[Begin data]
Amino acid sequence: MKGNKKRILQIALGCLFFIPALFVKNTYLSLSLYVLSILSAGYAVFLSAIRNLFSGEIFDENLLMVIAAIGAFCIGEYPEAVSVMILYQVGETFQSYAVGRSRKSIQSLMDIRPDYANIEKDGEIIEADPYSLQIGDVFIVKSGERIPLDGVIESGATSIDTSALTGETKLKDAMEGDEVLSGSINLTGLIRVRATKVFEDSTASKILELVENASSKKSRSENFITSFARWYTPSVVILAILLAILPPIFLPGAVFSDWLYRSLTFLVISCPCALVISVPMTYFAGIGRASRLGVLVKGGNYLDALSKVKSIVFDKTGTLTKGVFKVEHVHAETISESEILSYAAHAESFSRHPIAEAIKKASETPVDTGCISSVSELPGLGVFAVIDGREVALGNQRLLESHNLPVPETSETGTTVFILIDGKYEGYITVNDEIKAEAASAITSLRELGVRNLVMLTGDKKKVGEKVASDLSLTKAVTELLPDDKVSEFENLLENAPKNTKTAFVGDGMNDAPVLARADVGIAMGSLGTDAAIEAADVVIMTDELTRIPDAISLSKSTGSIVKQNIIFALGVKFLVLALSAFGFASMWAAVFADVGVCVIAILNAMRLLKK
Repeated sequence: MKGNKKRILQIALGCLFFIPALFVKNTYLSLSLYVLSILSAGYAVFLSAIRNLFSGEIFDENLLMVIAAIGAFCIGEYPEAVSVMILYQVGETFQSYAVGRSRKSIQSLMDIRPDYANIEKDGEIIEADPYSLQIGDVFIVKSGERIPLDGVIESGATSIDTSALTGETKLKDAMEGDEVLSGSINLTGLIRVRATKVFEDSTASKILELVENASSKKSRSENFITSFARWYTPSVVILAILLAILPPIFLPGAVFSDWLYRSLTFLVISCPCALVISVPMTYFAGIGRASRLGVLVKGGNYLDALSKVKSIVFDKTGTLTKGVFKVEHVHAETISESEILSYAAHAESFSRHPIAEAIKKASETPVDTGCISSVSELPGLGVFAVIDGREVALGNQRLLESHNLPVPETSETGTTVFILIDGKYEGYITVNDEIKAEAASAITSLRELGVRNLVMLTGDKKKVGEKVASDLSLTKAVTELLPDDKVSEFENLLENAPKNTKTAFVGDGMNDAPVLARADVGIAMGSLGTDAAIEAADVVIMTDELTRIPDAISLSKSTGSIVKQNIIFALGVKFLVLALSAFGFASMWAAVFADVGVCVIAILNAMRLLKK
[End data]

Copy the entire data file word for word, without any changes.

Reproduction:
Amino acid sequence: MKGNKKRILQIALGCLFFIPALFVKNTYLSLSLYVLSILSAGYAVFLSAIRNLFSGEIFDENLLMVIAAIGAFCIGEYPEAVSVMILYQVGETFQSYAVGRSRKSIQSLMDIRPDYANIEKDGEIIEADPYSLQIGDVFIVKSGERIPLDGVIESGATSIDTSALTGETKLKDAMEGDEVLSGSINLTGLIRVRATKVFEDSTASKILELVENASSKKSRSENFITSFARWYTPSVVILAILLAILPPIFLPGAVFSDWLYRSLTFLVISCPCALVISVPMTYFAGIGRASRLGVLVKGGNYLDALSKVKSIVFDKTGTLTKGVFKVEHVHAETISESEILSYAAHAESFSRHPIAEAIKKASETPVDTGCISSVSELPGLGVFAVIDGREVALGNQRLLESHNLPVPETSETGTTVFILIDGKYEGYITVNDEIKAEAASAITSLRELGVRNLVMLTGDKKKVGEKVASDLSLTKAVTELLPDDKVSEFENLLENAPKNTKTAFVGDGMNDAPVLARADVGIAMGSLGTDAAIEAADVVIMTDELTRIPDAISLSKSTGSIVKQNIIFALGVKFLVLALSAFGFASMWAAVFADVGVCVIAILNAMRLLKK
Repeated sequence: MKGNKKRILQIALGCLFFIPALFVKNTYLSLSLYVLSILSAGYAVFLSAIRNLFSGEIFDENLLMVIAAIGAFCIGEYPEAVSVMILYQVGETFQSYAVGRSRKSIQSLMDIRPDYANIEKDGEIIEADPYSLQIGDVFIVKSGERIPLDGVIESGATSIDTSALTGETKLKDAMEGDEVLSGSINLTGLIRVRATKVFEDSTASKILELVENASSKKSRSENFITSFARWYTPSVVILAILLAILPPIFLPGAVFSDWLYRSLTFLVISCPCALVISVPMTYFAGIGRASRLGVLVKGGNYLDALSKVKSIVFDKTGTLTKGVFKVEHVHAETISESEILSYAAHAESFSRHPIAEAIKKASETPVDTGCISSVSELPGLGVFAVIDGREVALGNQRLLESHNLPVPETSETGTTVFILIDGKYEGYITVNDEIKAEAASAITSLRELGVRNLVMLTGDKKKVGEKVASDLSLTKAVTELLPDDKVSEFENLLENAPKNTKTAFVGDGMNDAPVLARADVGIAMGSLGTDAAIEAADVVIMTDELTRIPDAISLSKSTGSIVKQNIIFALGVKFLVLALSAFGFASMWAAVFADVGVCVIAILNAMRLLKK